Oral antibiotics are the simplest approach when effective, with intravenous antibiotics reserved for more serious cases.
Antibiotics can also be classified by the organisms against which they are effective and by the type of infection for which they are useful.
Antibiotics may sometimes be administered topically, as with eye drops or ointments.
Currently, it is estimated that greater than 50 percent of the antibiotics used in the U.S. are given to food animals (e.g.
Individual antibiotics vary widely in their effectiveness on various types of bacteria.
The production of antibiotics has been widespread since the pioneering efforts of Howard Walter Florey and Ernst Boris Chain in 1939.
At the highest level, antibiotics can be classified as either bactericidal or bacteriostatic.
Excessive use of prophylactic (preventive) antibiotics in travelers may also be classified as misuse.
Antibiotics have no effect on viruses, fungi, or parasites.
The importance of antibiotics to medicine has led to much research dedicated to the discovery and production of them.
Antibiotics can be categorized based on their target specificity: "Narrow-spectrum" antibiotics target particular types of bacteria, such as Gram-negative or Gram-positive bacteria, while "broad-spectrum" antibiotics affect a larger range of bacteria.
Human creativity is expressed in the ability to identify and process natural agents and synthesize new antibiotics.
Antibiotics are relatively harmless to the host, and therefore can be used to treat infections.
The term “antibiotic,” coined by Selman Waksman, originally described only those antibiotics derived from living organisms, in contrast to "chemotherapeutic agents," which are purely synthetic.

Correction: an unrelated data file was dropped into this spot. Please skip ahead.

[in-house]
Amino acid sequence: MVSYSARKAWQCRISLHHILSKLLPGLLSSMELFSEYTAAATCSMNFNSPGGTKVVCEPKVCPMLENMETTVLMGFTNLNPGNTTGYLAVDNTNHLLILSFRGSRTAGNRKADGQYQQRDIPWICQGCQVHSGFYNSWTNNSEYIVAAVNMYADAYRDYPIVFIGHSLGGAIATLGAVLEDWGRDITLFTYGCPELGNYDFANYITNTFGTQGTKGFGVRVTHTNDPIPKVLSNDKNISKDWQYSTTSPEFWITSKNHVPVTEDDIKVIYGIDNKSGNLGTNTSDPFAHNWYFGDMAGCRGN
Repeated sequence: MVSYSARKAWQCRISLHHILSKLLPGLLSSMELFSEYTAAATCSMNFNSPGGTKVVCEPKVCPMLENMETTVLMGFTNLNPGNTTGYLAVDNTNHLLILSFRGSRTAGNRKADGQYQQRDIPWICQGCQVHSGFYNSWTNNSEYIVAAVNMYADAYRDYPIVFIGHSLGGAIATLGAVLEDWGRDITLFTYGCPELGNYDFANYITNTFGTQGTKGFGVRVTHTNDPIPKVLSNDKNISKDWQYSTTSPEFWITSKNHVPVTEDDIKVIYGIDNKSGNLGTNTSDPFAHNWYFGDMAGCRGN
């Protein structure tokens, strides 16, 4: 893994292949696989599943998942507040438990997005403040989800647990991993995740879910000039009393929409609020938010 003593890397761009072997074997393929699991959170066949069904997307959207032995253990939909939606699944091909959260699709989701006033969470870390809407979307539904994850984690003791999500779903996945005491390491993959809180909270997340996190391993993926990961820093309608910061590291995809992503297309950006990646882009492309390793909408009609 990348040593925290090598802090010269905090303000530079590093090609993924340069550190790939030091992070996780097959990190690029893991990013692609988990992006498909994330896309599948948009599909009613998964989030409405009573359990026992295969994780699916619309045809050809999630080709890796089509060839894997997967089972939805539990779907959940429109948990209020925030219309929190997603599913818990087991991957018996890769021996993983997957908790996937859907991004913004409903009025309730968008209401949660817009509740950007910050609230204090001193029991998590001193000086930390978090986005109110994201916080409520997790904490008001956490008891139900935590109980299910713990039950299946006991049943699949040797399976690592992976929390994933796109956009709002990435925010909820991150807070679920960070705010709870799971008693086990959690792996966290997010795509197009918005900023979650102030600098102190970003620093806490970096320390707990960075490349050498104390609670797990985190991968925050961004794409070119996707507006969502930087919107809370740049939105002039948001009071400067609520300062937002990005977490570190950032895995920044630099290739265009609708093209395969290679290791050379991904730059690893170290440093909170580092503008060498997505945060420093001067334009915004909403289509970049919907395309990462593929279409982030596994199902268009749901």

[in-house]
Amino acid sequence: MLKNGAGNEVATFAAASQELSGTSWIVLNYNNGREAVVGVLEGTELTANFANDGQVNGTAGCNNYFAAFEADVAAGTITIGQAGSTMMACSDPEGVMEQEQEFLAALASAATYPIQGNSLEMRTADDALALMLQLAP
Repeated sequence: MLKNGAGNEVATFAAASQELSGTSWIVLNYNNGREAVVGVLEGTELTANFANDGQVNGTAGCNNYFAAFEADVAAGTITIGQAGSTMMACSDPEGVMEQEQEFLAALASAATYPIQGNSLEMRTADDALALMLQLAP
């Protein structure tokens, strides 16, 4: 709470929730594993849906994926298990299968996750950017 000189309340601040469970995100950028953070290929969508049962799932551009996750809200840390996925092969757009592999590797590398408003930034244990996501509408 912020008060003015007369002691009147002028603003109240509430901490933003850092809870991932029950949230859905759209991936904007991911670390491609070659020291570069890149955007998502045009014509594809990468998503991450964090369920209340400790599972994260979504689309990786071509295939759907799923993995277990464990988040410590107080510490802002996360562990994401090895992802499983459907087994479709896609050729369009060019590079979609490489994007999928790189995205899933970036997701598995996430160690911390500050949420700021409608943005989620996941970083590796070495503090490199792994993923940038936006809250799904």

In certain settings, such as hospitals and some child-care locations, the rate of antibiotic resistance is so high that the normal, low-cost antibiotics are virtually useless for treatment of frequently seen infections.
A continuous race to discover new and different antibiotics results, in an attempt to keep from losing ground in the battle against infection.
Use or misuse of antibiotics may result in the development of antibiotic resistance in the infecting organisms, similar to the development of pesticide resistance in insects.
Antibiotics are produced industrially by a process of fermentation, where the source microorganism is grown in large containers (100,000–150,000 liters or more) containing a liquid growth medium.
Others simply lack advantage over the antibiotics already in use, or have no other practical applications.
The food animal and pharmaceutical industries have fought hard to prevent new regulations that would limit the use of antibiotics in food animal production.
Despite the wide variety of known antibiotics, less than one percent of antimicrobial agents have any medical or commercial value.
Taking antibiotics in inappropriate situations is another common form of antibiotic misuse.
Possible side effects to antibiotics are varied, and range from fever and nausea to major allergic reactions.
Antibiotics are generally small molecules with a molecular weight less than two thousand.
Modern research on antibiotics began in Britain with the discovery of penicillin in 1928 by Alexander Fleming.
Some antibiotics actually kill the bacteria (bactericidal), whereas others merely prevent the bacteria from multiplying (bacteriostatic) so that the host's immune system can overcome them.